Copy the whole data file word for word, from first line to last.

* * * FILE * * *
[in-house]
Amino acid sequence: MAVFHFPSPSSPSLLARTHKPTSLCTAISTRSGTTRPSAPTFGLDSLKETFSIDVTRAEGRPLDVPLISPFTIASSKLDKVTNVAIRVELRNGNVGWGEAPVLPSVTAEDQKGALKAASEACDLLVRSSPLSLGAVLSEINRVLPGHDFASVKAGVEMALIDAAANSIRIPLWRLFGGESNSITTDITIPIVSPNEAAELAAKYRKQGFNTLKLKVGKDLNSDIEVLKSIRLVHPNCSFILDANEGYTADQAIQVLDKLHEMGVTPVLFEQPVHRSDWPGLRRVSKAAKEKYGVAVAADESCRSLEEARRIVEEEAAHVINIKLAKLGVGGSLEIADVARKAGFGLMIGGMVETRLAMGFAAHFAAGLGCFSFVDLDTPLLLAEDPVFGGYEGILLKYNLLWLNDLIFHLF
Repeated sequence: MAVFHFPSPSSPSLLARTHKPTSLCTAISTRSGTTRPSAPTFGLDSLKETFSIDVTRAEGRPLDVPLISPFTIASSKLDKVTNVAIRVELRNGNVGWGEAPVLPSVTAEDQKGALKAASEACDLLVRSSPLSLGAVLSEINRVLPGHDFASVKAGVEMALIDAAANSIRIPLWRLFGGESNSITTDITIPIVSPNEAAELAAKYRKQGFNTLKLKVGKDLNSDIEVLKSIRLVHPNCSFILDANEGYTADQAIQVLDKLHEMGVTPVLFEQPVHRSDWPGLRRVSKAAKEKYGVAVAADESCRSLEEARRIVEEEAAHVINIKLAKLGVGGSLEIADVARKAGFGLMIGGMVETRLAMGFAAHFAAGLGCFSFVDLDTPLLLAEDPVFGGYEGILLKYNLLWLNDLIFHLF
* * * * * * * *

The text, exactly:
[in-house]
Amino acid sequence: MAVFHFPSPSSPSLLARTHKPTSLCTAISTRSGTTRPSAPTFGLDSLKETFSIDVTRAEGRPLDVPLISPFTIASSKLDKVTNVAIRVELRNGNVGWGEAPVLPSVTAEDQKGALKAASEACDLLVRSSPLSLGAVLSEINRVLPGHDFASVKAGVEMALIDAAANSIRIPLWRLFGGESNSITTDITIPIVSPNEAAELAAKYRKQGFNTLKLKVGKDLNSDIEVLKSIRLVHPNCSFILDANEGYTADQAIQVLDKLHEMGVTPVLFEQPVHRSDWPGLRRVSKAAKEKYGVAVAADESCRSLEEARRIVEEEAAHVINIKLAKLGVGGSLEIADVARKAGFGLMIGGMVETRLAMGFAAHFAAGLGCFSFVDLDTPLLLAEDPVFGGYEGILLKYNLLWLNDLIFHLF
Repeated sequence: MAVFHFPSPSSPSLLARTHKPTSLCTAISTRSGTTRPSAPTFGLDSLKETFSIDVTRAEGRPLDVPLISPFTIASSKLDKVTNVAIRVELRNGNVGWGEAPVLPSVTAEDQKGALKAASEACDLLVRSSPLSLGAVLSEINRVLPGHDFASVKAGVEMALIDAAANSIRIPLWRLFGGESNSITTDITIPIVSPNEAAELAAKYRKQGFNTLKLKVGKDLNSDIEVLKSIRLVHPNCSFILDANEGYTADQAIQVLDKLHEMGVTPVLFEQPVHRSDWPGLRRVSKAAKEKYGVAVAADESCRSLEEARRIVEEEAAHVINIKLAKLGVGGSLEIADVARKAGFGLMIGGMVETRLAMGFAAHFAAGLGCFSFVDLDTPLLLAEDPVFGGYEGILLKYNLLWLNDLIFHLF